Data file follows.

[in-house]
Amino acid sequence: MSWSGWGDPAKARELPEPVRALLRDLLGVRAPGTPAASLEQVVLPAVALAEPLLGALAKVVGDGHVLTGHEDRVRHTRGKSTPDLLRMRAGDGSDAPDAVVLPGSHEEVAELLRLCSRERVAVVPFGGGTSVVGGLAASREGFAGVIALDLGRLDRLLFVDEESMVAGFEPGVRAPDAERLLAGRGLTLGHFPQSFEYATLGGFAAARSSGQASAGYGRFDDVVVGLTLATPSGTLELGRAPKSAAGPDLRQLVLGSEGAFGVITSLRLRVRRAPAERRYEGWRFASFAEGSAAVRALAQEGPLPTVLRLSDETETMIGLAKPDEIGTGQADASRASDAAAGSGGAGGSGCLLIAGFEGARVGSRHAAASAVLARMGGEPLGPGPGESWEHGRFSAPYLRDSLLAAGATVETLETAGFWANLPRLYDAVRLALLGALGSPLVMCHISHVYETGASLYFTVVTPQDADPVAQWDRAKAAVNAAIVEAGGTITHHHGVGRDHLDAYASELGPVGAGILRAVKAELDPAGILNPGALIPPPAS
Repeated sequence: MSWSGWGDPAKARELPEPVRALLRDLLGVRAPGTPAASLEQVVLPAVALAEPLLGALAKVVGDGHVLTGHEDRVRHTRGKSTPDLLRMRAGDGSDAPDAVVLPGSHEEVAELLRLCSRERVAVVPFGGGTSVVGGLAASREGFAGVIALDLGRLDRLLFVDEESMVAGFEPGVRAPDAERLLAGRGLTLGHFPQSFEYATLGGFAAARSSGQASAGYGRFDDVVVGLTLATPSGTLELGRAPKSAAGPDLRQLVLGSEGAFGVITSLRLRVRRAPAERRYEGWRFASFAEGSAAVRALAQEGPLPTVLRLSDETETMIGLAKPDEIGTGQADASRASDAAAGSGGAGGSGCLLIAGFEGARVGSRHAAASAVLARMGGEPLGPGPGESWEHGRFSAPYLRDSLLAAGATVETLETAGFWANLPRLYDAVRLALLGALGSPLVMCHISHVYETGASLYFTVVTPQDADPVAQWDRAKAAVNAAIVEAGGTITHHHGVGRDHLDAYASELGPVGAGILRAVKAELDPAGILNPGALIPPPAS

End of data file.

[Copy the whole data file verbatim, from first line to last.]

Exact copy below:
[in-house]
Amino acid sequence: MSWSGWGDPAKARELPEPVRALLRDLLGVRAPGTPAASLEQVVLPAVALAEPLLGALAKVVGDGHVLTGHEDRVRHTRGKSTPDLLRMRAGDGSDAPDAVVLPGSHEEVAELLRLCSRERVAVVPFGGGTSVVGGLAASREGFAGVIALDLGRLDRLLFVDEESMVAGFEPGVRAPDAERLLAGRGLTLGHFPQSFEYATLGGFAAARSSGQASAGYGRFDDVVVGLTLATPSGTLELGRAPKSAAGPDLRQLVLGSEGAFGVITSLRLRVRRAPAERRYEGWRFASFAEGSAAVRALAQEGPLPTVLRLSDETETMIGLAKPDEIGTGQADASRASDAAAGSGGAGGSGCLLIAGFEGARVGSRHAAASAVLARMGGEPLGPGPGESWEHGRFSAPYLRDSLLAAGATVETLETAGFWANLPRLYDAVRLALLGALGSPLVMCHISHVYETGASLYFTVVTPQDADPVAQWDRAKAAVNAAIVEAGGTITHHHGVGRDHLDAYASELGPVGAGILRAVKAELDPAGILNPGALIPPPAS
Repeated sequence: MSWSGWGDPAKARELPEPVRALLRDLLGVRAPGTPAASLEQVVLPAVALAEPLLGALAKVVGDGHVLTGHEDRVRHTRGKSTPDLLRMRAGDGSDAPDAVVLPGSHEEVAELLRLCSRERVAVVPFGGGTSVVGGLAASREGFAGVIALDLGRLDRLLFVDEESMVAGFEPGVRAPDAERLLAGRGLTLGHFPQSFEYATLGGFAAARSSGQASAGYGRFDDVVVGLTLATPSGTLELGRAPKSAAGPDLRQLVLGSEGAFGVITSLRLRVRRAPAERRYEGWRFASFAEGSAAVRALAQEGPLPTVLRLSDETETMIGLAKPDEIGTGQADASRASDAAAGSGGAGGSGCLLIAGFEGARVGSRHAAASAVLARMGGEPLGPGPGESWEHGRFSAPYLRDSLLAAGATVETLETAGFWANLPRLYDAVRLALLGALGSPLVMCHISHVYETGASLYFTVVTPQDADPVAQWDRAKAAVNAAIVEAGGTITHHHGVGRDHLDAYASELGPVGAGILRAVKAELDPAGILNPGALIPPPAS